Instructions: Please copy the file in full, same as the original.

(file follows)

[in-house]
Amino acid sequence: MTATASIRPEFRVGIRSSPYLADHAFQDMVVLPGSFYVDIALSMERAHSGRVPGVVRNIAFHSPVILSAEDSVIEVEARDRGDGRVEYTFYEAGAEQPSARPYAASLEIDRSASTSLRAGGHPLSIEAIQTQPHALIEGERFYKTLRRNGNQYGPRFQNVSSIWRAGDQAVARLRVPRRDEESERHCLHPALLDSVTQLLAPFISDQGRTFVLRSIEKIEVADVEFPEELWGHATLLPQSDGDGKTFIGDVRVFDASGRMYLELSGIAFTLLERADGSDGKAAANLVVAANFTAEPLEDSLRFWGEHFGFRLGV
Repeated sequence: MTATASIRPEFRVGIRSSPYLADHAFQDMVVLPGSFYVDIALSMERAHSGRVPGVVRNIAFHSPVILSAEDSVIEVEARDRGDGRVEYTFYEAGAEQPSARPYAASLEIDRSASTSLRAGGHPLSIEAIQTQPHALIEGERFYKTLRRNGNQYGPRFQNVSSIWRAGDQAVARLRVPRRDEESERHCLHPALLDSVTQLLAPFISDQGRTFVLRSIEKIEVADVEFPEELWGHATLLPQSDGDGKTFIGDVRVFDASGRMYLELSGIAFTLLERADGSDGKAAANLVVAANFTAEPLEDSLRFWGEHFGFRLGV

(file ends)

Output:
[in-house]
Amino acid sequence: MTATASIRPEFRVGIRSSPYLADHAFQDMVVLPGSFYVDIALSMERAHSGRVPGVVRNIAFHSPVILSAEDSVIEVEARDRGDGRVEYTFYEAGAEQPSARPYAASLEIDRSASTSLRAGGHPLSIEAIQTQPHALIEGERFYKTLRRNGNQYGPRFQNVSSIWRAGDQAVARLRVPRRDEESERHCLHPALLDSVTQLLAPFISDQGRTFVLRSIEKIEVADVEFPEELWGHATLLPQSDGDGKTFIGDVRVFDASGRMYLELSGIAFTLLERADGSDGKAAANLVVAANFTAEPLEDSLRFWGEHFGFRLGV
Repeated sequence: MTATASIRPEFRVGIRSSPYLADHAFQDMVVLPGSFYVDIALSMERAHSGRVPGVVRNIAFHSPVILSAEDSVIEVEARDRGDGRVEYTFYEAGAEQPSARPYAASLEIDRSASTSLRAGGHPLSIEAIQTQPHALIEGERFYKTLRRNGNQYGPRFQNVSSIWRAGDQAVARLRVPRRDEESERHCLHPALLDSVTQLLAPFISDQGRTFVLRSIEKIEVADVEFPEELWGHATLLPQSDGDGKTFIGDVRVFDASGRMYLELSGIAFTLLERADGSDGKAAANLVVAANFTAEPLEDSLRFWGEHFGFRLGV